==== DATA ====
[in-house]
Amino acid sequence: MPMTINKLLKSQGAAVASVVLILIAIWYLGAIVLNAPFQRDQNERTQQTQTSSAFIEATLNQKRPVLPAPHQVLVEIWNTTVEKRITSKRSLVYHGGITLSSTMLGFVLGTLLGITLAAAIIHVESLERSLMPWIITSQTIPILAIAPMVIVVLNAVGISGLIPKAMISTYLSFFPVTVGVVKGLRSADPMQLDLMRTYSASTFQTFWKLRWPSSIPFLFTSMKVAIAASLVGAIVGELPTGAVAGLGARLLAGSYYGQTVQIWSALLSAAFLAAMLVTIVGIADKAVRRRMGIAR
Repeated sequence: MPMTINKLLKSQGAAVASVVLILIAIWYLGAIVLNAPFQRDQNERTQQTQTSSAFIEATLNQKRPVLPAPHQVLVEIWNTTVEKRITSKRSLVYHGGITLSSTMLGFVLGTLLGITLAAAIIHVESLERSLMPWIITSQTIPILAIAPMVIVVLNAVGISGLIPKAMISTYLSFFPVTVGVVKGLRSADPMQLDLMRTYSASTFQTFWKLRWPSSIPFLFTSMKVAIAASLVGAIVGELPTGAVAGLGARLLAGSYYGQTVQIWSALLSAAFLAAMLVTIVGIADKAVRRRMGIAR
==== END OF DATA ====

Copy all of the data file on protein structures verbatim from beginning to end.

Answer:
[in-house]
Amino acid sequence: MPMTINKLLKSQGAAVASVVLILIAIWYLGAIVLNAPFQRDQNERTQQTQTSSAFIEATLNQKRPVLPAPHQVLVEIWNTTVEKRITSKRSLVYHGGITLSSTMLGFVLGTLLGITLAAAIIHVESLERSLMPWIITSQTIPILAIAPMVIVVLNAVGISGLIPKAMISTYLSFFPVTVGVVKGLRSADPMQLDLMRTYSASTFQTFWKLRWPSSIPFLFTSMKVAIAASLVGAIVGELPTGAVAGLGARLLAGSYYGQTVQIWSALLSAAFLAAMLVTIVGIADKAVRRRMGIAR
Repeated sequence: MPMTINKLLKSQGAAVASVVLILIAIWYLGAIVLNAPFQRDQNERTQQTQTSSAFIEATLNQKRPVLPAPHQVLVEIWNTTVEKRITSKRSLVYHGGITLSSTMLGFVLGTLLGITLAAAIIHVESLERSLMPWIITSQTIPILAIAPMVIVVLNAVGISGLIPKAMISTYLSFFPVTVGVVKGLRSADPMQLDLMRTYSASTFQTFWKLRWPSSIPFLFTSMKVAIAASLVGAIVGELPTGAVAGLGARLLAGSYYGQTVQIWSALLSAAFLAAMLVTIVGIADKAVRRRMGIAR